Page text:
How does FSAP work? The FSAP seeks to break the fixation between feeling and behaviour. As the fixation is the underlying cause of the addiction(s). By identifying the exact feeling and behaviour, the fixation can be processed using a modified form of the ‘EMDR protocol. Allowing the negative beliefs underling the compulsive fixation to be processed. Once the fixation is broken, there are no further cravings or urges that have to be controlled or behaviour that has to be managed. In fact, the person is able to perform the behaviour as appropriate.
What we do … 1. Identify the exact behaviour that has the most intense positive feeling. 2. Identify the exact feeling that underlies that behaviour. 3. A modified form of EMDR is utilized to break the connection between the feeling and behaviour. 4. The negative beliefs that underlie the compulsive fixation are processed.
What’s FSAP used for? 1. Behavioural Addictions examples: Gambling Compulsion, Sex addiction, Shopping compulsion, Shoplifting compulsion, Exhibitionism 2. Substance Addictions 3. Co-dependence 4. Anger
Goals of FSAP Question to abstain or not? For behavioural addictions FSAP offers a distinctive difference to other approaches in that abstinence is neither necessary nor desired. Quite the contrary, FSAP requires the feelings associated with the compulsion be experienced as intensely as possible during the therapy session. The aim of FSAP treatment is that the out-of-control behaviour is no longer out of control. In fact, the compulsive gambler can gamble, the compulsive buyer can buy, and the sex addict can have sex– without losing control. The goal of FSAP is not abstinence but to re-establish normal, healthy behaviours.
ImTT is an entirely new breakthrough therapeutic approach to resolving trauma, depression, anxiety, OCD, and anger issues. This therapy is based on an entirely new model of psychological dynamics. The protocols for processing these dynamics are gentle and effective. ImTT is uniquely different in that it takes a gentler approach to therapy. It allows a person to release associated pain, fear, guilt or shame often linked and experienced in trauma, as well as other life experiences without needing to intensely experience the feelings. To help a person resolve bad, negative and disturbing memories usually requires the person to re-experience the feelings in order to release and process the feelings. If the person is unable to experience the feelings, no release or healing will occur. The difficulty is, no one wants to re-experience their intense feelings. Often, even after a successful session, the client does not want to do it again because of the intense pain or terror that they had to feel. In addition, the person may become so flooded with feelings no processing takes place, which they experience as retraumatizing.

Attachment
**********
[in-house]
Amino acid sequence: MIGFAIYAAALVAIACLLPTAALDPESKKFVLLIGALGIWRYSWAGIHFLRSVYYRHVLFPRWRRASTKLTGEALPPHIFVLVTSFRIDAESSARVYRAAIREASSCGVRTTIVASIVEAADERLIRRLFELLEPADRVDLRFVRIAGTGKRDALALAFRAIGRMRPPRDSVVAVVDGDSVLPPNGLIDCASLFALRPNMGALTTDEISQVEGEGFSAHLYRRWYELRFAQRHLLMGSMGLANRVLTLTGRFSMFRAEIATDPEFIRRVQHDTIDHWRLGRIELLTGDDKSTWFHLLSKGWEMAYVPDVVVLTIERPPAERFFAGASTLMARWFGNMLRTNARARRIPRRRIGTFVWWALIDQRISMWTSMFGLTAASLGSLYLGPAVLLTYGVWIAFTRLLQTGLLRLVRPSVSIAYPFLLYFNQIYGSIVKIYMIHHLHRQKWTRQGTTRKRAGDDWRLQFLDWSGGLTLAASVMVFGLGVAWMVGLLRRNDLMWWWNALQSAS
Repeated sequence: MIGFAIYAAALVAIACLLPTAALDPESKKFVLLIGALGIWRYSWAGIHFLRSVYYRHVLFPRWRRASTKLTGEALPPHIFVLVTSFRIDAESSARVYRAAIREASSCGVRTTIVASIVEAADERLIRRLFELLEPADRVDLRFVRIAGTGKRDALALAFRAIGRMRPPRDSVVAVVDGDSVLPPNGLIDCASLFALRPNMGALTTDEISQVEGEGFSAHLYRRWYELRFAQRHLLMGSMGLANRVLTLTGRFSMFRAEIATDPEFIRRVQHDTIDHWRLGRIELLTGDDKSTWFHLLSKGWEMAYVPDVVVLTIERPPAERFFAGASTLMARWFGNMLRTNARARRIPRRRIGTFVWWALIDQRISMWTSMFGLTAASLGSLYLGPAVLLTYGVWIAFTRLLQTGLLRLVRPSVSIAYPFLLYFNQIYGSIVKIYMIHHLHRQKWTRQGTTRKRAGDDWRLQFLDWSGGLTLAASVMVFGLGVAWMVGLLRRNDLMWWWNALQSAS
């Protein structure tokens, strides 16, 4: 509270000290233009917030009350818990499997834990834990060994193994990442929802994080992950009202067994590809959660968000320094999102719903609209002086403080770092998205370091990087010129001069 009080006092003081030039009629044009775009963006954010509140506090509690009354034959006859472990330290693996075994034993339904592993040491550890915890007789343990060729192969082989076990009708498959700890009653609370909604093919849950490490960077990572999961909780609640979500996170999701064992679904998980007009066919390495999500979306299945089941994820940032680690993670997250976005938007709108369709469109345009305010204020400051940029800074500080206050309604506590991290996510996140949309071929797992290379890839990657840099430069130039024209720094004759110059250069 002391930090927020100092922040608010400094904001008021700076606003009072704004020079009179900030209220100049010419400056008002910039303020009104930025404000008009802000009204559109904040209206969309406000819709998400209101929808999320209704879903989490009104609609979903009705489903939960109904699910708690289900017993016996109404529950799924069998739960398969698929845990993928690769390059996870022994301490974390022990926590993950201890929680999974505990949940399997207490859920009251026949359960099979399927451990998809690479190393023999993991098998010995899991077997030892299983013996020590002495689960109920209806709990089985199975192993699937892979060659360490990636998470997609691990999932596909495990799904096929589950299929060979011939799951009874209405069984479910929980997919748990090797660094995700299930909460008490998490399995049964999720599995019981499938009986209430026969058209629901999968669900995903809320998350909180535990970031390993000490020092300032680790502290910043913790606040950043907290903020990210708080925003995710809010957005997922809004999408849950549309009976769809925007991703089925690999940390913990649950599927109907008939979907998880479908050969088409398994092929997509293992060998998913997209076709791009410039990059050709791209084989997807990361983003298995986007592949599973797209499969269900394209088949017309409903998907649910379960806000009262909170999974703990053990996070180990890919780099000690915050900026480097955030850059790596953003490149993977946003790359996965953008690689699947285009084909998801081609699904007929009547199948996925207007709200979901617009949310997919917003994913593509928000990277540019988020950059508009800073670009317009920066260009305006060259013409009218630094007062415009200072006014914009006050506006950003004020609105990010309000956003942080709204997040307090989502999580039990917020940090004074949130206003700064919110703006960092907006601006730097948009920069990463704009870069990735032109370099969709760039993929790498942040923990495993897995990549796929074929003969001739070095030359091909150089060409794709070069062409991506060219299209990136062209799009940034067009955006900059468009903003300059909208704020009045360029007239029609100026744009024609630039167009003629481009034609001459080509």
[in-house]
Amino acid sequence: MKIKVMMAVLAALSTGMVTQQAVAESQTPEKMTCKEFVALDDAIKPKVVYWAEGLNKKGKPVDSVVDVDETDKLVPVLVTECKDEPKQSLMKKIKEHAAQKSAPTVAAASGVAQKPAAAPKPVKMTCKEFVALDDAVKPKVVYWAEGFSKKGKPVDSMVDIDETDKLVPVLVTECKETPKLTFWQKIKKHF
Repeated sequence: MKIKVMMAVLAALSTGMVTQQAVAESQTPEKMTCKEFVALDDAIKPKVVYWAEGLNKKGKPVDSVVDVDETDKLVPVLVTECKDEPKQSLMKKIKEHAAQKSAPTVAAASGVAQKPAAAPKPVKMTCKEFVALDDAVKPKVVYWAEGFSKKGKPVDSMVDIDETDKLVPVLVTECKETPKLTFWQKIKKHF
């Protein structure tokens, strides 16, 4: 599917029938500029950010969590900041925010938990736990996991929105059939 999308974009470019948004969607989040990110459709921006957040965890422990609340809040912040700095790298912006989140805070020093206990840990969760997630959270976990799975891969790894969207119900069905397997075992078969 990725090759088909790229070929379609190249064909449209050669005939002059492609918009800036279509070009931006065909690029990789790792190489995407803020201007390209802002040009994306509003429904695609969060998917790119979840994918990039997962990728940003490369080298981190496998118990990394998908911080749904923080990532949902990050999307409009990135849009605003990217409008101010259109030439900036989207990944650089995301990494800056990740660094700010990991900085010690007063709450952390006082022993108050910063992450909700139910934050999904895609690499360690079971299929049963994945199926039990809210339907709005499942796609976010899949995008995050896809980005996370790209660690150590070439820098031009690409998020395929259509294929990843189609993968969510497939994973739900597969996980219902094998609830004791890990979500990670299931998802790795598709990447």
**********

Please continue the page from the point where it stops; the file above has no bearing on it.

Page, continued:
How ImTT works ImTT is totally unique because the person does not have to experience the intense pain, terror, guilt, *and/or shame. In fact, the person is specifically instructed to not experience the feelings. In ImTT, experiencing the feelings actually interferes with the release process. Instead, the person is instructed to view the feelings as if from a distance. Then the person is guided through the Pain/Terror Release Protocol (P/TRP) which gently and very effectively releases the feeling. After the feeling is released with the P/TRP, the vivid memory of the trauma is deconstructed using the Image De-Construction Protocol.
Goals of ImTT The result is that the person will, of course, remember the event but only as a distant memory with no power to hurt or terrorize.
Integrative therapy or integrative counselling is a combined approach to psychotherapy that brings together different elements of specific therapies. Integrative therapists take the view that there is no single approach that can treat each client in all situations. Each person needs to be considered as whole and counselling techniques must be tailored to their individual needs and personal circumstances. Integrative counselling maintains the idea that there are many ways in which human psychology can be explored and understood – no one theory holds the answer. All theories are considered to have value, even if their foundational principles contradict each other – hence the need to integrate them. The integrative approach also refers to the infusion of a person’s personality and needs – integrating the affective, behavioural, cognitive, and physiological systems within one person, as well as addressing social and spiritual aspects. Essentially, integrative counsellors are not only concerned with what works, but why it works – tailoring therapy to their clients and not the client to the therapy.